Monday, August 10, 2009
Monday Night in East Flatbush: Ruben Studdard at Wingate Field
On the hottest night of the summer - which, admittedly, is not saying all that much, given that today, August 10, was the first day it reached 90 degrees in New York City all season - we went to Wingate Field in our childhood home of East Flatbush to see Ruben Studdard, the first performer in tonight's Martin Luther King Jr. Concert, which later featured Jeffrey Osborne and Teena Marie.
We're sorry we couldn't stay for them, but we have to get up early tomorrow and needed to be home by 10 p.m. We still feel we got more than our money's worth - okay, the concerts, which have been sponsored by Marty Markowitz since the early 20th century, are free. Ruben Studdard was much more than all right, and we enjoyed the show.
We lived in this neighborhood from when we were 2 until when we were 7, but our great-grandparents and both sets of grandparents lived here until we were 16 in 1967. Here we are at age three in 1954 in our j.d. leather jacket and cap, with a fellow gangbanger, chalking up the sidewalk on East 43 Street by Linden Boulevard, about ten blocks from Wingate Field.
After leaving Dumbo Books HQ in Williamsburg at 6:45 p.m., we got to Winthrop Street in about 40 minutes via the G train to Fulton and the 5 train from Atlantic, We got off the IRT (yeah, we still call it that) by the Parkside Avenue exit, where the old Linden Theater used to be (it closed in 1961, but you can see its remains in the film Alice's Restaurant in a scene where young Arlo Guthrie gets off the subway to visit his father Woody Guthrie, dying of Huntington's disease in Kings County Hospital).
In August 2007, we saw Anita Baker at Wingate Field and wrote about it for our first-person MySpace blog, and last August, we saw Patti LaBelle here and also recounted our experience.
We could hear Marty going on, as usual, as we walked through the roundabout lines to the entrance, got frisked perfunctorily by a member of the Nation of Islam, and arrived at the back of the Wingate track oval, the grounds of the field and the bleachers in the back filled with several thousand people.
Marty was introducing some of the sponsors that come up every week - from Macy's, Citibank, Applebee's, etc. - but during his long talk, he also dropped that he'd had breakfast this morning at Junior's with Spike Lee and that Brooklyn might expect an extravaganza celebrating Michael Jackson's 51st birthday.
Then Pastor Harvey Jamison Jr. of Glorious Trinity Baptist Church gave pretty much the same all-inclusive invocation that he's been giving every week at these concerts for years. We love the Rev, but some of us in the crowd could by now fill in word for word if necessary - if only we could recall all of it.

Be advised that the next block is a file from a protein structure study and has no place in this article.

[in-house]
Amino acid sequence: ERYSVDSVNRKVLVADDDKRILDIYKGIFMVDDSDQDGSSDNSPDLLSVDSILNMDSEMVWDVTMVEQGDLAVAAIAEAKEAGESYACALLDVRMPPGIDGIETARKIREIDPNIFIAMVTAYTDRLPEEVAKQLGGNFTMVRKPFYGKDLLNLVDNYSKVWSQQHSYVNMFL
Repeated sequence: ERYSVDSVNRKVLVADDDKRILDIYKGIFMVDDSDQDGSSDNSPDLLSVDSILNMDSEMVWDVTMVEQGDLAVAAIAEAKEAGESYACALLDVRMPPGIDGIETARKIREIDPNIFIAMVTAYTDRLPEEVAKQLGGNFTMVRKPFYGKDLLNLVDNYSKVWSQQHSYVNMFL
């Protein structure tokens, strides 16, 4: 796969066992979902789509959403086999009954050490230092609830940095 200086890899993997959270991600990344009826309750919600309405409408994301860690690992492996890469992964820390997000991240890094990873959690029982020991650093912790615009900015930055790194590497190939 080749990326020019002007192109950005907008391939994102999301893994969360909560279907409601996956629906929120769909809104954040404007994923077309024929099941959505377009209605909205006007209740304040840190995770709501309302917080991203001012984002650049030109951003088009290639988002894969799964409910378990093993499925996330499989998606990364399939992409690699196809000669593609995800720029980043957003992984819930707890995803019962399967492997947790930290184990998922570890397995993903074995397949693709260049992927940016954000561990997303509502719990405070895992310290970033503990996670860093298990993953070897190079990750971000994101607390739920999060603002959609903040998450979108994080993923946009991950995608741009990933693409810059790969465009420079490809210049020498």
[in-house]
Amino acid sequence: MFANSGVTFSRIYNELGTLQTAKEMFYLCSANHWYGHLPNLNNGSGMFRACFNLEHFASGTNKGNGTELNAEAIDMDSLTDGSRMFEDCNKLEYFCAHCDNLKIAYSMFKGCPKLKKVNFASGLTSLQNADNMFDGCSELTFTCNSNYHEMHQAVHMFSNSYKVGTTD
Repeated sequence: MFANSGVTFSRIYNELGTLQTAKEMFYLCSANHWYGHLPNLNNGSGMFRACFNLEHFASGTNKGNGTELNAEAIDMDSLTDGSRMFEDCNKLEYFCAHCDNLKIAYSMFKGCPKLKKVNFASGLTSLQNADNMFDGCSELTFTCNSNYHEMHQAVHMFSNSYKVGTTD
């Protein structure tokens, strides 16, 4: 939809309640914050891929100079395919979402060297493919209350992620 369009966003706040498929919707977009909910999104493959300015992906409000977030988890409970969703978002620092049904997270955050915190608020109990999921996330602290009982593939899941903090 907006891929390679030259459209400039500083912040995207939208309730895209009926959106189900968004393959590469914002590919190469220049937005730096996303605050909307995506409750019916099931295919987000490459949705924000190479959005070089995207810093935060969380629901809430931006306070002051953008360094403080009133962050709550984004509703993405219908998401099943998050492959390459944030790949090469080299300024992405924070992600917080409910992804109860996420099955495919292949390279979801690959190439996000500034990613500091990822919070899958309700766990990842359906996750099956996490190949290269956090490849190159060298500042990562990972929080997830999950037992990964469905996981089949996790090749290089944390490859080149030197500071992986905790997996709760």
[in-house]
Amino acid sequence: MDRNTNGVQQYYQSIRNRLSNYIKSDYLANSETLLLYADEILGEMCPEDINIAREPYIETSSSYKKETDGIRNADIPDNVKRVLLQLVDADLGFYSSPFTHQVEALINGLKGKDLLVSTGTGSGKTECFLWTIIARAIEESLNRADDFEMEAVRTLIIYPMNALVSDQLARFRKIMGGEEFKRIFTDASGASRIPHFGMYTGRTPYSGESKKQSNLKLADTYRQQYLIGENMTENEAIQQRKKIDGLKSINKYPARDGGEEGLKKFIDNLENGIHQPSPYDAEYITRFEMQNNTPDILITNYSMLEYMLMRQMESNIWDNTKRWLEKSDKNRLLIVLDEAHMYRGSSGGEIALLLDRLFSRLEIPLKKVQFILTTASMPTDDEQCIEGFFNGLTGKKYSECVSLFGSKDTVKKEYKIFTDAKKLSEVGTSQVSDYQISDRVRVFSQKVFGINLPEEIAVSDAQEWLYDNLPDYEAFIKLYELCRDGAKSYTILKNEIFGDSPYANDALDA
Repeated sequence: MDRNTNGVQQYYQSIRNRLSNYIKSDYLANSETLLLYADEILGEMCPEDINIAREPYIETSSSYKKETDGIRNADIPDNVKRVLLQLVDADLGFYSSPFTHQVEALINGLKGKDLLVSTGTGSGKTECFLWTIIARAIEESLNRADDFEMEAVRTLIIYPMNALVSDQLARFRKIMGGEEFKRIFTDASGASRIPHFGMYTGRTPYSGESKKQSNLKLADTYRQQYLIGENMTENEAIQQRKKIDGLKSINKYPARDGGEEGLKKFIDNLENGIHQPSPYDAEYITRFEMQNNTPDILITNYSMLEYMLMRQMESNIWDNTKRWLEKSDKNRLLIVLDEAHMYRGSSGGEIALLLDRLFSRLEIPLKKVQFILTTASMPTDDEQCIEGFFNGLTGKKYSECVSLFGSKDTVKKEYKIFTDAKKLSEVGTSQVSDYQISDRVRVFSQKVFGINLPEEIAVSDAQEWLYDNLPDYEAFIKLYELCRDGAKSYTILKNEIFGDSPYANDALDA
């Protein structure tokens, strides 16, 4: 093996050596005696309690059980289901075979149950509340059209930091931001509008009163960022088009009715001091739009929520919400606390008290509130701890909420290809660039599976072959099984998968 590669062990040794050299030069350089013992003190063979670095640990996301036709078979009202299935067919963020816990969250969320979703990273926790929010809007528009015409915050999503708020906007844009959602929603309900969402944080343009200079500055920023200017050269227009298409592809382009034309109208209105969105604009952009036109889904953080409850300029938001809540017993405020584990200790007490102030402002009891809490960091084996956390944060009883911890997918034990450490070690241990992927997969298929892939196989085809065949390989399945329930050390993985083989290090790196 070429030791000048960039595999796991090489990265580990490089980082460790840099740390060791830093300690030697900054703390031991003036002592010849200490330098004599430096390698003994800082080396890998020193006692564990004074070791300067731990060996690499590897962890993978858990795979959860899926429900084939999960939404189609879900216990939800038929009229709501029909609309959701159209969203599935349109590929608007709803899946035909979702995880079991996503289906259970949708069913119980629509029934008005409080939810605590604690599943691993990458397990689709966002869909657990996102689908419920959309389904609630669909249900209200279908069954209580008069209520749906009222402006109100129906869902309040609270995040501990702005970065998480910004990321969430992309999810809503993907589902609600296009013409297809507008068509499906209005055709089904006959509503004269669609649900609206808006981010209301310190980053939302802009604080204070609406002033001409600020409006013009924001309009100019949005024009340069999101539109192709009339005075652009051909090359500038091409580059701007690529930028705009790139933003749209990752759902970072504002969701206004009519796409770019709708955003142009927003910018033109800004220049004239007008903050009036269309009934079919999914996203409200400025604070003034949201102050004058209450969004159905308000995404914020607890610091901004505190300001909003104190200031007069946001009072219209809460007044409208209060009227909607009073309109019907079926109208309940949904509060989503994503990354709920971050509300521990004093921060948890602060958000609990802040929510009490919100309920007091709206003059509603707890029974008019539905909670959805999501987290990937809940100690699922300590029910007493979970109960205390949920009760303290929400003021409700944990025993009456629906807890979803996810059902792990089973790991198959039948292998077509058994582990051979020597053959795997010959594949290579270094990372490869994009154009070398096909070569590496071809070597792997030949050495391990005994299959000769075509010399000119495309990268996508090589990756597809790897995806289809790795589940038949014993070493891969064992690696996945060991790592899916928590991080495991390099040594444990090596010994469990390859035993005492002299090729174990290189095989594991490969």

He did seem to ask the Lord to give our young people, in the usual alliterative list, "Christ instead of crap" rather than the usual "Christ instead of crack," although possibly we misheard it. ("Manners instead of marijuana" remained, but recent accounts of Woodstock 40 years ago seem to indicate the two are not incompatible.)
WBLS's night DJ, "Doctor" Bob Lee
- the radio station, of course, is one of the concert series' sponsors - introduced the night's events and finally Ruben Studdard, who came out looking remarkably cool in a very light gray suit over a white shirt. He's gained back some of the weight he'd lost, and perhaps more, but was in fine fettle for the hour or so he was onstage.
Accompanied by two female backup singers in slinky black gowns, he came out singing "Flying Without Wings," which he performed on American Idol:
"Did you all come out to have a good time tonight?" he shouted, telling us to get out from our chairs (most people brought their own) and put our hands up. Then he did the self-referential "No Ruben":
From hangin' out late in the Elma
To Beverly Hills, California
From heatin' up the leftovers
To becomin' a restaurant owner
From a little block, from a little hood
To the whole world and it's all good
And if ya didn't know
I was a star before the show but if it was
No block, no Ruben
No hood, no Ruben
No boulevards, no Ruben
No corner spots, no Ruben
No stayin' up late nights
Tellin' mama everything gone be alright
And if it was no you
There would be no Ruben
Plugging his new album, Love Is, Ruben asked, "Anybody wanna be in love? Anybody wanna stay in love?" A murmur ran through the crowd, but we couldn't quite discern the response. Ruben began singing "Together":
The audience was pretty mellow and seemed mostly in their thirties, forties and fifties, though we did spot some teenagers, including a Chinese-American girl who we heard say, "I like this," sounding surprised.
Basically, what's not to like about Ruben Studdard? His songs were a pleasant way to enjoy a sultry summer evening. We've always liked, and loved tonight, Ruben singing the old standard "Superstar":
We're pretty sure we would have really enjoyed Jeffrey Osborne and Teena Marie, whom we recall fondly from the 1980s, but we had to get going. Along Winthrop Street, we bought a bottle of cold water from one of the vendors and took it down to the subway, where we sat waiting for our train while cops were putting handcuffs on a teenager who they said had an outstanding warrant.
He said it was a case of mistaken identity and asked to call his mother. We minded our business, since the cops seemed to be treating him respectfully and said they'd straighten it out in the station and then the 2 train came. Grateful for the air-conditioning and being able to see Ruben Studdard tonight, we'll be coming back again this way, baby.